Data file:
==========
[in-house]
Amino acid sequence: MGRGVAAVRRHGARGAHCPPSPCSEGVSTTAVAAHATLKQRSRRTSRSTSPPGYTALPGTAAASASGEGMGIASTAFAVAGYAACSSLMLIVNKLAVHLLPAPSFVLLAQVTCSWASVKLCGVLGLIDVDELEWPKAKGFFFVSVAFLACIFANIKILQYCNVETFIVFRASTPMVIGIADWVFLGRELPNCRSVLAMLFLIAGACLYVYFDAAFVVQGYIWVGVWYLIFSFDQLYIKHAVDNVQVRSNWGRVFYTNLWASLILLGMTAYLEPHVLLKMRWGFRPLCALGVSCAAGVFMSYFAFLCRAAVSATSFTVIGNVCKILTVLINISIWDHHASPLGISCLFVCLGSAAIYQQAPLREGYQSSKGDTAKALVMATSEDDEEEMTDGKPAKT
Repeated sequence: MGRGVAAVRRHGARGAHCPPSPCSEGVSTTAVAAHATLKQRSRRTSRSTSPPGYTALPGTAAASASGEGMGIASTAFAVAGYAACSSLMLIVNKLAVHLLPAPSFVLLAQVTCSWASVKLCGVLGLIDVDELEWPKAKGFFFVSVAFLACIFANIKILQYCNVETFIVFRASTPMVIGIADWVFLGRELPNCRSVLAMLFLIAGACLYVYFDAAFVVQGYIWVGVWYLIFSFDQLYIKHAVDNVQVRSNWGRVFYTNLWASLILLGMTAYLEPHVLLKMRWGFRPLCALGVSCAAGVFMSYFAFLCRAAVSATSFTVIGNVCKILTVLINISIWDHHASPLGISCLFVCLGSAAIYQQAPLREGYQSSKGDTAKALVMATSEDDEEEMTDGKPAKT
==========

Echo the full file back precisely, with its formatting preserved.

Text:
[in-house]
Amino acid sequence: MGRGVAAVRRHGARGAHCPPSPCSEGVSTTAVAAHATLKQRSRRTSRSTSPPGYTALPGTAAASASGEGMGIASTAFAVAGYAACSSLMLIVNKLAVHLLPAPSFVLLAQVTCSWASVKLCGVLGLIDVDELEWPKAKGFFFVSVAFLACIFANIKILQYCNVETFIVFRASTPMVIGIADWVFLGRELPNCRSVLAMLFLIAGACLYVYFDAAFVVQGYIWVGVWYLIFSFDQLYIKHAVDNVQVRSNWGRVFYTNLWASLILLGMTAYLEPHVLLKMRWGFRPLCALGVSCAAGVFMSYFAFLCRAAVSATSFTVIGNVCKILTVLINISIWDHHASPLGISCLFVCLGSAAIYQQAPLREGYQSSKGDTAKALVMATSEDDEEEMTDGKPAKT
Repeated sequence: MGRGVAAVRRHGARGAHCPPSPCSEGVSTTAVAAHATLKQRSRRTSRSTSPPGYTALPGTAAASASGEGMGIASTAFAVAGYAACSSLMLIVNKLAVHLLPAPSFVLLAQVTCSWASVKLCGVLGLIDVDELEWPKAKGFFFVSVAFLACIFANIKILQYCNVETFIVFRASTPMVIGIADWVFLGRELPNCRSVLAMLFLIAGACLYVYFDAAFVVQGYIWVGVWYLIFSFDQLYIKHAVDNVQVRSNWGRVFYTNLWASLILLGMTAYLEPHVLLKMRWGFRPLCALGVSCAAGVFMSYFAFLCRAAVSATSFTVIGNVCKILTVLINISIWDHHASPLGISCLFVCLGSAAIYQQAPLREGYQSSKGDTAKALVMATSEDDEEEMTDGKPAKT